How to find and read crontab logs

By: Shane Harter|Last Updated: Feb 23, 2024

Cron jobs run in the background without user oversight and the log messages they leave behind can be essential to debugging and auditing. Learn how to find and make sense of them with this short guide.

Where are cron logs stored?

Cron logs are written to /var/log/syslog on Ubuntu and Debian, and /var/log/cron on RedHat and CentOS.

Show recent cron events in your syslog (Ubuntu and Debian):

grep CRON /var/log/syslog | tail -10

Show recent cron events in the cron log (RedHat and CentOS)

tail -10 /var/log/cron

You will likely require root/sudo privileges to access these logs.

What you'll find in the logs

Logs are written by the cron daemon when it starts-up, when it executes each job, and when it has an error reading a crontab file or running a requested command. Cron logs will not contain any of your cron job output or even their exit statuses.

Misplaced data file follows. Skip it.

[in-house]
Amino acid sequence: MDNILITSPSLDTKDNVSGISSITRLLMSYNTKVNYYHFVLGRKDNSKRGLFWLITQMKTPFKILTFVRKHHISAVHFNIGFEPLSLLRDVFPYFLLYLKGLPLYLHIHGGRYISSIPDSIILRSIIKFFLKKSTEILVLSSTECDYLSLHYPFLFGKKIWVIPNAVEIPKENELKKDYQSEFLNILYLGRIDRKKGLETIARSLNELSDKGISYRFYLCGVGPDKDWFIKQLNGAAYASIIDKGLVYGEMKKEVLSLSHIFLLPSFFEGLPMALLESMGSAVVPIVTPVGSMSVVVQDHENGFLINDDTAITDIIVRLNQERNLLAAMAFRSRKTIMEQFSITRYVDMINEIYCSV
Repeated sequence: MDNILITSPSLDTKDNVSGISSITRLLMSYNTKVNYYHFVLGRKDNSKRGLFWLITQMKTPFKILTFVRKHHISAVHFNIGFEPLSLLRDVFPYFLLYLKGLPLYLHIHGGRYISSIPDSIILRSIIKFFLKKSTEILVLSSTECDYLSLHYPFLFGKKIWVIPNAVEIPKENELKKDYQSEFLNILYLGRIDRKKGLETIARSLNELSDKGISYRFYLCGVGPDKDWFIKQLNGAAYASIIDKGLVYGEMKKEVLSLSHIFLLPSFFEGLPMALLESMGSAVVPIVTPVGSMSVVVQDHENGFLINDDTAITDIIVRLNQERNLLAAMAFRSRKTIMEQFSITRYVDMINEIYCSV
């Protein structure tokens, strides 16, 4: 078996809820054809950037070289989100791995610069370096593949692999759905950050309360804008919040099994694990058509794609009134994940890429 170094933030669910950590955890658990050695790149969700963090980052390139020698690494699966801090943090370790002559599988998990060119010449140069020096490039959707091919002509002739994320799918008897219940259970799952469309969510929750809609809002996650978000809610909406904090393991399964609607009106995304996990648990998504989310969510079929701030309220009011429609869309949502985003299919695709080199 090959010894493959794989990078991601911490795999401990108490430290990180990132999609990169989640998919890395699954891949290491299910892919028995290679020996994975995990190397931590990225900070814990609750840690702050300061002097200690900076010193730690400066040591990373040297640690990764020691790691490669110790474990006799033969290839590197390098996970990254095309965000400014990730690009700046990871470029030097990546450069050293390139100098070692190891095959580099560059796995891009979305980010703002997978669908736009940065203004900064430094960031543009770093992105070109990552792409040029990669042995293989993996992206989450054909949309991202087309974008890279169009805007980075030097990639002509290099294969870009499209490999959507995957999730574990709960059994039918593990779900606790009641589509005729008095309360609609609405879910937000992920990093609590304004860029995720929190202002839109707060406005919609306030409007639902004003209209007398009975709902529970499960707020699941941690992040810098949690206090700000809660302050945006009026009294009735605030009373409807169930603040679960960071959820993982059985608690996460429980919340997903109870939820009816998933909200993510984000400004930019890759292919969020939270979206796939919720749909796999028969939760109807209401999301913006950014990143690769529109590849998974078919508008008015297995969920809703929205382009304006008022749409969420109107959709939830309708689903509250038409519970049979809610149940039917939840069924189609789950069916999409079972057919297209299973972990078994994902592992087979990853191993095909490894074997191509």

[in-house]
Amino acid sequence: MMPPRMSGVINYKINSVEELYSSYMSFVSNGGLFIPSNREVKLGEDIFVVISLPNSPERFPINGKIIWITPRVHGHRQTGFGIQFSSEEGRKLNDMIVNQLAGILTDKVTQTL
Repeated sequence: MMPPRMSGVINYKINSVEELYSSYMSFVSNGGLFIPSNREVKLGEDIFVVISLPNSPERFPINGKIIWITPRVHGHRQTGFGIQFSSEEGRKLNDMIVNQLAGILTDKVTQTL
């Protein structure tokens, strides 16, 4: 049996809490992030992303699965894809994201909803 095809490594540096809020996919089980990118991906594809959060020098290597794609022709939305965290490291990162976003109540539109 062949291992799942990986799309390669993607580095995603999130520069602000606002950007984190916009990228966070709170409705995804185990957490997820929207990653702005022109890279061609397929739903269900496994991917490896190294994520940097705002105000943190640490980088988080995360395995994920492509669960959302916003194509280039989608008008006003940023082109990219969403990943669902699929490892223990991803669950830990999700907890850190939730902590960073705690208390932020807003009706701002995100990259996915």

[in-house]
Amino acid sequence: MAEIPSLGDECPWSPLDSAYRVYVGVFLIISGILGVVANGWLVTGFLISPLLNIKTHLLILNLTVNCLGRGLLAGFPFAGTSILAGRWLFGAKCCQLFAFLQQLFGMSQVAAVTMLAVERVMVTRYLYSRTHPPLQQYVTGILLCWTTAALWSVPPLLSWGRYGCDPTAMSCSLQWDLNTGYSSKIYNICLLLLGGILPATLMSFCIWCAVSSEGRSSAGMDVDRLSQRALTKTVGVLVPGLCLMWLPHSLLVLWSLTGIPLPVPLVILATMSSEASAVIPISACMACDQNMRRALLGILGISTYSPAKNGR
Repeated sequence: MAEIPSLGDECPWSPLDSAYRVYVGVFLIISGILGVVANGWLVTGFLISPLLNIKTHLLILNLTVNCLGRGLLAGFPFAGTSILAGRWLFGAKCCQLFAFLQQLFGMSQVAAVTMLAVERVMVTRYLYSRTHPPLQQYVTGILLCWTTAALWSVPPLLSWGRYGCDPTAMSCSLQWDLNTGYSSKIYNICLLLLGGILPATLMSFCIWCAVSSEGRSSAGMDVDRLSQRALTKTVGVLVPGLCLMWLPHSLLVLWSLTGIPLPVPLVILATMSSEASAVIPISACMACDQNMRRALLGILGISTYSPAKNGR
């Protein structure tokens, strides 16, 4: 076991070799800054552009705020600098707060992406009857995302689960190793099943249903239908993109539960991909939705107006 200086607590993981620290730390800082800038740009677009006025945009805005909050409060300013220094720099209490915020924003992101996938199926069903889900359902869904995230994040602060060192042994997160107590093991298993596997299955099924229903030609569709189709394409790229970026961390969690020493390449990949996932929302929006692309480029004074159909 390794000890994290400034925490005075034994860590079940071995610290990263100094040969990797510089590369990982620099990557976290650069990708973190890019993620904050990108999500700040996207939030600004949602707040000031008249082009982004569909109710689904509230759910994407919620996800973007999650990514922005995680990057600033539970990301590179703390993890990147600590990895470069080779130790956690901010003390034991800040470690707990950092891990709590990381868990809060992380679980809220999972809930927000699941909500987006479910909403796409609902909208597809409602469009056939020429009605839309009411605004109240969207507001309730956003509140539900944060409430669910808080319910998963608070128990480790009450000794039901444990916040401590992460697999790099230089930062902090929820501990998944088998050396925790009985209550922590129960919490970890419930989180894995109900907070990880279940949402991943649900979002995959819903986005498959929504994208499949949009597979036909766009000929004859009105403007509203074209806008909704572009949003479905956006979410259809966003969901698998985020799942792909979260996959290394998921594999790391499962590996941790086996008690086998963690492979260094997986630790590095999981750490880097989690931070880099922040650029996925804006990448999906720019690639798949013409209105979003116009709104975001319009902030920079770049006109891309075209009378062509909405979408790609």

If you are a Cronitor user, complete job output and exit code is captured for every execution and is available on your dashboard in the "Latest Activity" section of each job. If not, you can write the output of your cron jobs to a file by following the steps in this guide.

Want alerts if your cron jobs stop working?

As valuable as cron logs are, they can't tell you which cron jobs didn't run. Monitor your cron jobs with Cronitor to easily collect output, capture errors and alert you when something goes wrong.

How to read your cron logs

Cron logs store the hostname of the machine, the time the job was started, the user account, and the command run. In this example, a cron job ran on March 29th, on the data-processing host as the dataproc user. The command executed was /home/

Mar 29 16:15:01 data-processing CRON[12624]: (dataproc) CMD (/home/